David Pearson co-founded Iceberg Networks in April 2006 to deliver leading edge Enterprise Risk Management solutions and services. In a consulting role, he has worked with dozens of organizations in the public and private sectors across North America to plan, implement, and support GRC. Mr. Pearson has assisted Government of Canada clients to implement Treasury Board policies and standards for IT Security, and helped developed certification, accreditation and information security risk management frameworks for Shared Services.
Melissa is a second-generation IT professional with over a decade’s experience in a variety of technical roles, including application management, development management, systems analysis, project management and production support.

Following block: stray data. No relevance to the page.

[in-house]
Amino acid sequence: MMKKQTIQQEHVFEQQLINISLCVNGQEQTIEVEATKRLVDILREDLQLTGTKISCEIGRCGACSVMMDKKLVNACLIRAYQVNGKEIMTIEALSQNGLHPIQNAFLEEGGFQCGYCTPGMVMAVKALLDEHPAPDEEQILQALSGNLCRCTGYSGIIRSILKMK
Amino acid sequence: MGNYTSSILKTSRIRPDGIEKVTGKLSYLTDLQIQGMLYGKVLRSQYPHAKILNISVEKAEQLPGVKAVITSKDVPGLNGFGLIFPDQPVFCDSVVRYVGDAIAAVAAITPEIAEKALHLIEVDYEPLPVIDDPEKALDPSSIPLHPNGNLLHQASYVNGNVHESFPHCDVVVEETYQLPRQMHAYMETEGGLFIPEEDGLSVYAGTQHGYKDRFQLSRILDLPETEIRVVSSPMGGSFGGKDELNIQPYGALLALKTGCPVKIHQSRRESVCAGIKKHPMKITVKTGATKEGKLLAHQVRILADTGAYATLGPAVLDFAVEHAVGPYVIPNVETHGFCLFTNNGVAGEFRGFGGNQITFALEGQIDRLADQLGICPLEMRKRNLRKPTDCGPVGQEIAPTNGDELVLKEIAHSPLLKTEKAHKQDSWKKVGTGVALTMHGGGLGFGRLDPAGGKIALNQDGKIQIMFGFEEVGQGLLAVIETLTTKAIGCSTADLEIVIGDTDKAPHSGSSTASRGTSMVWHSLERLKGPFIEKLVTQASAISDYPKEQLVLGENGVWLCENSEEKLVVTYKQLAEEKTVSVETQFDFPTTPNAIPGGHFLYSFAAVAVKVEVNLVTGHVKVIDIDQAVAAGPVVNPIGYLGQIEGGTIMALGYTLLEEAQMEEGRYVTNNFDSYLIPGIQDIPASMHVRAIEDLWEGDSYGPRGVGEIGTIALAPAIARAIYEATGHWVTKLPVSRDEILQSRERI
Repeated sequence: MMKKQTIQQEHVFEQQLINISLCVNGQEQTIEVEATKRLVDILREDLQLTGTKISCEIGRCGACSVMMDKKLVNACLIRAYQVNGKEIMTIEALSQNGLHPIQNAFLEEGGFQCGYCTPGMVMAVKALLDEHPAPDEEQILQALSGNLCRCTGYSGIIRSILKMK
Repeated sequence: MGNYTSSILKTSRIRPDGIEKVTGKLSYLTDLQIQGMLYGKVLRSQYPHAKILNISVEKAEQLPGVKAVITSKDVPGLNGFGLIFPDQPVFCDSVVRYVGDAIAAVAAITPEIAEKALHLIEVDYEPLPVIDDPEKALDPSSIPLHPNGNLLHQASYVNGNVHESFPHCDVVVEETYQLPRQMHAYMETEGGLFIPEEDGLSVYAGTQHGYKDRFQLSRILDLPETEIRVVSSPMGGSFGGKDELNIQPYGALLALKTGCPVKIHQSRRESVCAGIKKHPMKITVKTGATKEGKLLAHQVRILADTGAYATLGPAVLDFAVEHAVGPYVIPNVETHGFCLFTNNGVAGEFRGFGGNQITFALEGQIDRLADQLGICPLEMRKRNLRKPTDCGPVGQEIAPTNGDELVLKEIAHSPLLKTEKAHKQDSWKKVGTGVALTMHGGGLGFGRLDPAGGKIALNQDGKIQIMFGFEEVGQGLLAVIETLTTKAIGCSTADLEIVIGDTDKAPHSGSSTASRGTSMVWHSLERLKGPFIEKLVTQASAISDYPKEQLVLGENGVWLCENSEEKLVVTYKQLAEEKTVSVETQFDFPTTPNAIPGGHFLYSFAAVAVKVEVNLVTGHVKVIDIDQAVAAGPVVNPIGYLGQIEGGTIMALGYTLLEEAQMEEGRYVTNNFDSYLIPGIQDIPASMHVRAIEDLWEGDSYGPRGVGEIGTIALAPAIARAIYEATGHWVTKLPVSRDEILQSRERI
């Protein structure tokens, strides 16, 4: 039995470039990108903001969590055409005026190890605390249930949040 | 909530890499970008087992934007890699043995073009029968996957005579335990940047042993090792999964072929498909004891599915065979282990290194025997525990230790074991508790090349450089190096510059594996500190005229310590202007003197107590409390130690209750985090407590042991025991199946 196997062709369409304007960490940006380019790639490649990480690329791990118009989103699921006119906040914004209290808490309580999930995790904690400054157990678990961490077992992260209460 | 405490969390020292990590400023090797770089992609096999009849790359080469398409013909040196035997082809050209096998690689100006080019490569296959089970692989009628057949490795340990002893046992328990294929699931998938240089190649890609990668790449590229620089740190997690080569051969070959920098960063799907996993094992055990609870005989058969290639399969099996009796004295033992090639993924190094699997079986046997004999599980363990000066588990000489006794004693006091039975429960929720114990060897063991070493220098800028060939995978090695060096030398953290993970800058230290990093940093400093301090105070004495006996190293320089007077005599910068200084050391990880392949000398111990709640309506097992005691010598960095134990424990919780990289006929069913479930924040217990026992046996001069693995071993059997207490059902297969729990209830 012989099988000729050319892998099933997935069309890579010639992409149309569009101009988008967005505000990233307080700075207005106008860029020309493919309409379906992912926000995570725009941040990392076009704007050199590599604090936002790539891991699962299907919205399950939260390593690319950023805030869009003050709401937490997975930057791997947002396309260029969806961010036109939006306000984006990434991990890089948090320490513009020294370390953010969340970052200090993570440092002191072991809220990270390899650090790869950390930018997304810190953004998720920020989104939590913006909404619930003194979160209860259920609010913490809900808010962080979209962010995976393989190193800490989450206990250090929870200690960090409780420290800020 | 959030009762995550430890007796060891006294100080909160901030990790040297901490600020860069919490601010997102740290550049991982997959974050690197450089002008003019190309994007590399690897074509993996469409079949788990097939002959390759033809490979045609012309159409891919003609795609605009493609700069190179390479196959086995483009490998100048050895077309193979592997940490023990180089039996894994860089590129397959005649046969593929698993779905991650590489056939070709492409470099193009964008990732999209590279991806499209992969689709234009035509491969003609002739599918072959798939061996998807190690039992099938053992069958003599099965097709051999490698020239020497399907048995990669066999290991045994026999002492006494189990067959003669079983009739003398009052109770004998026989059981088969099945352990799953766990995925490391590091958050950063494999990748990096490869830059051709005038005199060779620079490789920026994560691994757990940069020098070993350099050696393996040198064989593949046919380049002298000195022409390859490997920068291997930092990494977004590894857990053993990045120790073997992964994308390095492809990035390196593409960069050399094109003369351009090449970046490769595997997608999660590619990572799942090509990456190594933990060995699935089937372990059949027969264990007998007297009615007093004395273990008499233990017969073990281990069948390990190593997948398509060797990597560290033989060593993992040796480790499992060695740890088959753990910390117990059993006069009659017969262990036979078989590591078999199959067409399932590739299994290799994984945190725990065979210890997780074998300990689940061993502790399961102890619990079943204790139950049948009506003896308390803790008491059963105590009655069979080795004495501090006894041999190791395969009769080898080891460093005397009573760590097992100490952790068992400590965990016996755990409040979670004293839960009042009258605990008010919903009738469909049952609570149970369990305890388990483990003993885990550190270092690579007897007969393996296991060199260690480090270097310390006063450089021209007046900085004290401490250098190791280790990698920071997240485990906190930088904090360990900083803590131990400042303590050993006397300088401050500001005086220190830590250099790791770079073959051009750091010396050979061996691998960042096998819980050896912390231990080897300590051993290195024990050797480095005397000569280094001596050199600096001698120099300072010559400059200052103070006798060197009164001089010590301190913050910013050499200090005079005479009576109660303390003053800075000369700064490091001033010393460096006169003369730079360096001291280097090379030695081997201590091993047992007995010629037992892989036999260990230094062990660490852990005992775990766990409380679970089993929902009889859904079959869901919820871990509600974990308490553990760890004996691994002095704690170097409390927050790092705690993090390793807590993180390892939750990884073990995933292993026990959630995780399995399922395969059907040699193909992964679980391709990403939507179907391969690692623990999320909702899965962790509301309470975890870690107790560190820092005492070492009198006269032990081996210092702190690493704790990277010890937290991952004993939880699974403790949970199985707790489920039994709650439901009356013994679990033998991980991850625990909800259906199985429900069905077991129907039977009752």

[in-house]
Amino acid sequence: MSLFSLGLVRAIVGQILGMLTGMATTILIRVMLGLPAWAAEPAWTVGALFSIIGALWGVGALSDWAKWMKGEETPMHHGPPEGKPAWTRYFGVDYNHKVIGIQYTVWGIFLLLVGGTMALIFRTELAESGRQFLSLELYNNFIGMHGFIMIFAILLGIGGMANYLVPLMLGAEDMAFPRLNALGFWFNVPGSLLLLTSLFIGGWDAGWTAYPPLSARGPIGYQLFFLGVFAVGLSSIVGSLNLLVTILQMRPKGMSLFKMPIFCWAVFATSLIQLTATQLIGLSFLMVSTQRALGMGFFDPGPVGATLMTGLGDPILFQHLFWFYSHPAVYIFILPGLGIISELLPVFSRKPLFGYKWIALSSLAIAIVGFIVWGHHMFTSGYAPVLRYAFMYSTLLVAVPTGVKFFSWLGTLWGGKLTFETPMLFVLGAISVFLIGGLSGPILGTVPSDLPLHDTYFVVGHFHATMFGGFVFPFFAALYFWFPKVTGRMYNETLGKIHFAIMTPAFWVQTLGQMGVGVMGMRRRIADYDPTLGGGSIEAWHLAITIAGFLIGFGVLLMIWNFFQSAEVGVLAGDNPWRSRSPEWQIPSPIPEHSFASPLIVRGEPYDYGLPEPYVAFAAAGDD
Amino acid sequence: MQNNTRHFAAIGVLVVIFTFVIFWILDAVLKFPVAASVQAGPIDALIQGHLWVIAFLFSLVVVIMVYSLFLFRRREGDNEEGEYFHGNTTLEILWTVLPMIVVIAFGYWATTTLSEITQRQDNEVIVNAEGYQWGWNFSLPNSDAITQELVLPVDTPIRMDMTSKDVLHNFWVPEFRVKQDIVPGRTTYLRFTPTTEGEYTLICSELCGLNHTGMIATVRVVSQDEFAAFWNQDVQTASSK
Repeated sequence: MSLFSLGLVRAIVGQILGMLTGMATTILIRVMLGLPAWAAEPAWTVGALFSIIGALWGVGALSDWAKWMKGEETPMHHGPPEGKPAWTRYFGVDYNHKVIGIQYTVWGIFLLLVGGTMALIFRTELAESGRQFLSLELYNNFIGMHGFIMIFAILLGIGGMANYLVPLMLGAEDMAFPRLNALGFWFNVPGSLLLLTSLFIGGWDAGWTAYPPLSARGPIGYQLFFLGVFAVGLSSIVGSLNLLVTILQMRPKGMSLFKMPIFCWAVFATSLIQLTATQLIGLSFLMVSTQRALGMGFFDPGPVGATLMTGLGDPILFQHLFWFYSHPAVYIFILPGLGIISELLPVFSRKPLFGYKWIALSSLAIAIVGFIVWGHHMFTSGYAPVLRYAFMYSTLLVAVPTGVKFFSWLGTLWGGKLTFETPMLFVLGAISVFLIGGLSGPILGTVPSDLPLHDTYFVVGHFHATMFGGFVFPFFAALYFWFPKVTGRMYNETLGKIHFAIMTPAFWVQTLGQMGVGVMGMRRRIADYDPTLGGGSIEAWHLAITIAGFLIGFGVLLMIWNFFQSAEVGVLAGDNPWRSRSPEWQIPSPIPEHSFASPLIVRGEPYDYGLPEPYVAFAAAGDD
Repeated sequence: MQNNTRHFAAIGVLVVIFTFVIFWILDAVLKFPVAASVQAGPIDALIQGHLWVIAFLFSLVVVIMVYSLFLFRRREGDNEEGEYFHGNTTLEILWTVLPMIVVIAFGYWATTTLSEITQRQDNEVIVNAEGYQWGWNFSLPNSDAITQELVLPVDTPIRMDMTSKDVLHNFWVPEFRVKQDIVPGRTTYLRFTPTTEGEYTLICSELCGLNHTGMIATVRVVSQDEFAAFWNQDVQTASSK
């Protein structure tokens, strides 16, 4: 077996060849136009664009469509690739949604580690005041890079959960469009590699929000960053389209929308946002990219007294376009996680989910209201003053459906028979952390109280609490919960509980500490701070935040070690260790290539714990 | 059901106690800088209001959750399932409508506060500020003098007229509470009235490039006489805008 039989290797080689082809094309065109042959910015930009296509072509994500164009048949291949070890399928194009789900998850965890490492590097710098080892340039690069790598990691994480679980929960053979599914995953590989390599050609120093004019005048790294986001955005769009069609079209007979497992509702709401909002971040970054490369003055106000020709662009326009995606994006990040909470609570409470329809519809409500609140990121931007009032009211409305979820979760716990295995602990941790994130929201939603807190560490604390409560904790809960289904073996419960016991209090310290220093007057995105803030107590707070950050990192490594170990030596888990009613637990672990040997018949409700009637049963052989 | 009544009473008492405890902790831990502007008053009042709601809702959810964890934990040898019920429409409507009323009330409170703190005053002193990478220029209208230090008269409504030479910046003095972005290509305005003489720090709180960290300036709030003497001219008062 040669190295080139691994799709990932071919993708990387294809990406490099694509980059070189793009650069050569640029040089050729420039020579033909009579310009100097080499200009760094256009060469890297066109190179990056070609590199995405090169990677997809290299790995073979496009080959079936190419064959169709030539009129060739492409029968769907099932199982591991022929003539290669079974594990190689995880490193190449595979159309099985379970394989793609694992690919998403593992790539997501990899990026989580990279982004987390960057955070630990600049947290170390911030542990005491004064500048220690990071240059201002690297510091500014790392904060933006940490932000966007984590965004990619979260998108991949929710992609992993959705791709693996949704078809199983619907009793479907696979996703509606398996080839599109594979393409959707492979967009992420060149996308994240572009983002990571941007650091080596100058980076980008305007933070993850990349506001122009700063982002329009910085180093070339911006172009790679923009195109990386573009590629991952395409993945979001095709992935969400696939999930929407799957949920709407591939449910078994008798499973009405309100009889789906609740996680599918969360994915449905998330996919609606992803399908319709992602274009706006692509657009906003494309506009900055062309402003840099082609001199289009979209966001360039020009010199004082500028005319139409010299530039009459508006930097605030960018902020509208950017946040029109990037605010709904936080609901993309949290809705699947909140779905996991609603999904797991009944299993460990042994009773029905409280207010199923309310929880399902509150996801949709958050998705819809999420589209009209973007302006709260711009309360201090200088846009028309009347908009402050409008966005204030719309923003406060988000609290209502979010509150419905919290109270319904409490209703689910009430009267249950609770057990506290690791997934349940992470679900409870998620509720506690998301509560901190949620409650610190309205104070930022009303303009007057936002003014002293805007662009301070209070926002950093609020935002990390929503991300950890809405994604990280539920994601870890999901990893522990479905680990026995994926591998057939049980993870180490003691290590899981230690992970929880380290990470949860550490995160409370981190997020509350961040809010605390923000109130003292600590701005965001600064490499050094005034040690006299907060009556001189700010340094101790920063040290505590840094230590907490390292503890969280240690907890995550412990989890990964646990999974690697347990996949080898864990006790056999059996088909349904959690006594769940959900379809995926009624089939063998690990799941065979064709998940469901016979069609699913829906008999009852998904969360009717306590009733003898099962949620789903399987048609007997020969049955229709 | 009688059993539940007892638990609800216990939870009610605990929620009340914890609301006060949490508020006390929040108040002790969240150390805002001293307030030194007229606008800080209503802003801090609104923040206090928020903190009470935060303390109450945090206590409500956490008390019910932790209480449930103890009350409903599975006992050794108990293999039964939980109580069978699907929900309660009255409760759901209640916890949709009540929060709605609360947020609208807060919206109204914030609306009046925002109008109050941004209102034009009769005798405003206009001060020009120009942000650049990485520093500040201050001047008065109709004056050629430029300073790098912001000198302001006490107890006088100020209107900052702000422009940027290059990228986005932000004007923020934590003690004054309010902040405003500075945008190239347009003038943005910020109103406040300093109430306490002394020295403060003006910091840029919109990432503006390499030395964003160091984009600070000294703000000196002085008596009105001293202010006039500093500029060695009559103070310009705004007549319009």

At Iceberg, she leads the Archer business, supporting the team in creating repeatable and deployable success with RSA Archer. With clients, she provides leadership and consulting services, driving the delivery of successful business-driven risk solutions.
1:00 - 4:00
Preventing Harassment, Workplace Violence and Conflict. Your Policies in Action
Deborah Jelly, Director Investigations, CHR
When employees come forward with complaints of harassment and workplace violence, employers and their representatives often scramble to determine what action the situation demands.
The response is often muddled and delayed followed by decisions that do not suit the situation.
These reactions lead to delays in resolving the problem, sometimes additional harm is caused, the problem becomes worse, employees become ill or disillusioned, complaints are made to external agencies and in general the employer experiences losses.